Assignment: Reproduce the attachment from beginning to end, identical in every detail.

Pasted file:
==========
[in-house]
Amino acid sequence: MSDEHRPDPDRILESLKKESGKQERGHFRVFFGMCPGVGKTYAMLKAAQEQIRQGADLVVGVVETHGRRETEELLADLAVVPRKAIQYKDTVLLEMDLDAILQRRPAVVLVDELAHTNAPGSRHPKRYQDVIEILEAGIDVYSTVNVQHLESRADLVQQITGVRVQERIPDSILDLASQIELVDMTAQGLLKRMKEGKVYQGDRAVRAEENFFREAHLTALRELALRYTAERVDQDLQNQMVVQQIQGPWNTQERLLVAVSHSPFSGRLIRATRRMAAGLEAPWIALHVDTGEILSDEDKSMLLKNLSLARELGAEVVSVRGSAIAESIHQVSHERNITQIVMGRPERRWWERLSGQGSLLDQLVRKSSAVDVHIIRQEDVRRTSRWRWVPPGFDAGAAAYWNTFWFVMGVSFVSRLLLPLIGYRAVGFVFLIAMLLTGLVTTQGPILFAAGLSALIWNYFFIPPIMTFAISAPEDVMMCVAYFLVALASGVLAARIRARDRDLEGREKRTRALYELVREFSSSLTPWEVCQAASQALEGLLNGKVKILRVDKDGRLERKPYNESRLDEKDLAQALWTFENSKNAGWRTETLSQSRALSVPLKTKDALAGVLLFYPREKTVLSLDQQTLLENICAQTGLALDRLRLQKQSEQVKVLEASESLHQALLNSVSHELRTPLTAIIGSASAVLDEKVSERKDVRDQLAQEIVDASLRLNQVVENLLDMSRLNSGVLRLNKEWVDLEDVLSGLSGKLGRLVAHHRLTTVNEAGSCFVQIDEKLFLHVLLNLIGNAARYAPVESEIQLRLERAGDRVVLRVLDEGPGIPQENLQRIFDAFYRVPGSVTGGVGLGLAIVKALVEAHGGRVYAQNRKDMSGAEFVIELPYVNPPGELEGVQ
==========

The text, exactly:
[in-house]
Amino acid sequence: MSDEHRPDPDRILESLKKESGKQERGHFRVFFGMCPGVGKTYAMLKAAQEQIRQGADLVVGVVETHGRRETEELLADLAVVPRKAIQYKDTVLLEMDLDAILQRRPAVVLVDELAHTNAPGSRHPKRYQDVIEILEAGIDVYSTVNVQHLESRADLVQQITGVRVQERIPDSILDLASQIELVDMTAQGLLKRMKEGKVYQGDRAVRAEENFFREAHLTALRELALRYTAERVDQDLQNQMVVQQIQGPWNTQERLLVAVSHSPFSGRLIRATRRMAAGLEAPWIALHVDTGEILSDEDKSMLLKNLSLARELGAEVVSVRGSAIAESIHQVSHERNITQIVMGRPERRWWERLSGQGSLLDQLVRKSSAVDVHIIRQEDVRRTSRWRWVPPGFDAGAAAYWNTFWFVMGVSFVSRLLLPLIGYRAVGFVFLIAMLLTGLVTTQGPILFAAGLSALIWNYFFIPPIMTFAISAPEDVMMCVAYFLVALASGVLAARIRARDRDLEGREKRTRALYELVREFSSSLTPWEVCQAASQALEGLLNGKVKILRVDKDGRLERKPYNESRLDEKDLAQALWTFENSKNAGWRTETLSQSRALSVPLKTKDALAGVLLFYPREKTVLSLDQQTLLENICAQTGLALDRLRLQKQSEQVKVLEASESLHQALLNSVSHELRTPLTAIIGSASAVLDEKVSERKDVRDQLAQEIVDASLRLNQVVENLLDMSRLNSGVLRLNKEWVDLEDVLSGLSGKLGRLVAHHRLTTVNEAGSCFVQIDEKLFLHVLLNLIGNAARYAPVESEIQLRLERAGDRVVLRVLDEGPGIPQENLQRIFDAFYRVPGSVTGGVGLGLAIVKALVEAHGGRVYAQNRKDMSGAEFVIELPYVNPPGELEGVQ